What are strokes?
Strokes are disorders of cerebral vessels resulted in brain damage and/or dysfunctions, which can be divided into three major classifications:
- Ischemic stroke: blood clot causing obstruction within a blood vessel in supplying blood to the brain.
- Hemorrhagic stroke: caused by the rupture of brain vessels.
- Transient ischemic attack (“TIA”): temporary ischemia of brain causing symptoms of stroke, usually recovered completely in 24 hours.
Symptoms of stroke:
Dizziness, headache; weakness over unilateral or bilateral limbs, loss of sensation; double vision; blurring or loss vision; slurred speech or inability to speak; difficulty in swallowing, facial palsy; unsteady gait; imbalance or abrupt falling; impairment in mental judgement or memory; convulsion; stool or urine incontinence.
If a stroke cannot be confirmed by the aforementioned symptoms, then the patient should be sent to emergence room or neurologic clinics for immediate investigation.
Treatments of stroke:
Examinations will be arranged according to the patient’s presentations, for examples: brain CT scan, MRI, angiography or doppler for brain vessels.
- Medical treatment
- Thrombolytic treatment can be given within three hours of acute stroke onset (physician’s assessment is required for avoiding brain bleeding); Intra-Arterial Thrombectomy (IAT) might be performed within 8-24 hours of onset (physician’s assessment is required for IAT indication).
- Avoid increasing intracranial pressure (“ICP”): The head side of bed should be elevated 30 degrees, reducing intra-cranial pressure, controlling blood pressure; smoothening defecation and urination, enema or forced defecation are forbidden in acute stage.
- Keep ventilation: Sputum suction is used to avoid the obstruction of respiratory tract, oral food intake is allowed if swallowing function evaluation is normal, close observation of eating to avoid aspiration pneumonia is needed.
- Avoid other complications: Such as pressure sore, pneumonia, falling down, joint contracture, stiffness… etc.
- Rehabilitation: The patients should be assessed by a doctor, if the condition is stable, early rehabilitation is therefore anticipated.
- Surgical treatment:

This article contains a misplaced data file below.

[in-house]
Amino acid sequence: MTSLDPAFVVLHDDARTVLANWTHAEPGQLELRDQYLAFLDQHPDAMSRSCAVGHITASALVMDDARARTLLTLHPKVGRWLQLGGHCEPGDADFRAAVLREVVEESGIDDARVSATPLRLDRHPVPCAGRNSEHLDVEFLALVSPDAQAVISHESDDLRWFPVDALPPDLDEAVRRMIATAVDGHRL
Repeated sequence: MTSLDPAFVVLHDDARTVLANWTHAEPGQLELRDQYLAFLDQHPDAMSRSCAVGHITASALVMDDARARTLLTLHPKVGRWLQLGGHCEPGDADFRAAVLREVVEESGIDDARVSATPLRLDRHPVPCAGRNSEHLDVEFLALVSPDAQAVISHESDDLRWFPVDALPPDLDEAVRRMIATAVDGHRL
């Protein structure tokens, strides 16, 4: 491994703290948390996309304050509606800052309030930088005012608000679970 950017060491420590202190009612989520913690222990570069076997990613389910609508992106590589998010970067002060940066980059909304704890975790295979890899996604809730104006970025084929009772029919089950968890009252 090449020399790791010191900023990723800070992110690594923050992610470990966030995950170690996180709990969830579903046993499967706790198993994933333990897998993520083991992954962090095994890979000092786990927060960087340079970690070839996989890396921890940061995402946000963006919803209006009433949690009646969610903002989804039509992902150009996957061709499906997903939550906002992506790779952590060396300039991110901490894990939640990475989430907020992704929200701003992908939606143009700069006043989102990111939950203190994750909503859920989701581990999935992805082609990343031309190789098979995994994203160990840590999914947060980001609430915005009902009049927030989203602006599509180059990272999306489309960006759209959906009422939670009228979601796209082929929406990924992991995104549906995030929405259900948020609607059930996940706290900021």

Surgical treatment may be arranged according to the severity and locus of stroke.
- Keep semi-fowler position while eating, soft or semi-solid food is suggested for easy swallowing.
- Clothes and pants shouldn’t be over long, soft shoes with no shoe lace are suggested to avoid falling down.
- Hall way should be kept clear.
- Objects for daily use should be placed close to patient for convenience use.
- Armrest and anti-slip sheet should be established within bathroom, and sitting toilet is suggested for safety.
- The height of the bed should allow patient to touch his/her feet on the ground while getting off the bed.
- Patients with impaired activity can use walker or wheelchair to improve activity, helper should stand on the side of patient’s weak limb.
- Changing position every 2 hours is necessary for those who can’t turn over by himself/herself to avoid pressure sore.
- Avoid pulling patient’s weak limbs while moving, and avoid dislocation or fracture.
- Be aware of thermal injury because the patient’s limb sensation is impaired or completely lost, heating pad should be kept below 43 Celsius degrees.
- Rehabilitation is performed every day to keep ideal body weight to avoid over-weight and over loading on muscle-skeleton system.
- Keep on medication to control other chronic disease.
- Rehabilitation and mental support including career, motion, sexual lives are crucial, encourage and care of families can improve the effect of rehabilitation.
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- Dai, C.Y., & Lin, L. C. (2015). Nursing Care of Unilateral Neglect Patients. Journal of Nursing, 62(1), 92-97.
- Li, L. L., Shu, S. H., & Yen, Y. F. (2012). The Effects of Prevention and treatment for chronic stroke in a primary care. Taiwan Family
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- Wang, G. Y., Liu, X. U., & Feng, R. F. (2014). Medical-Surgical Nursing. (5 th edition). Taipei: Wing Tai bookstore.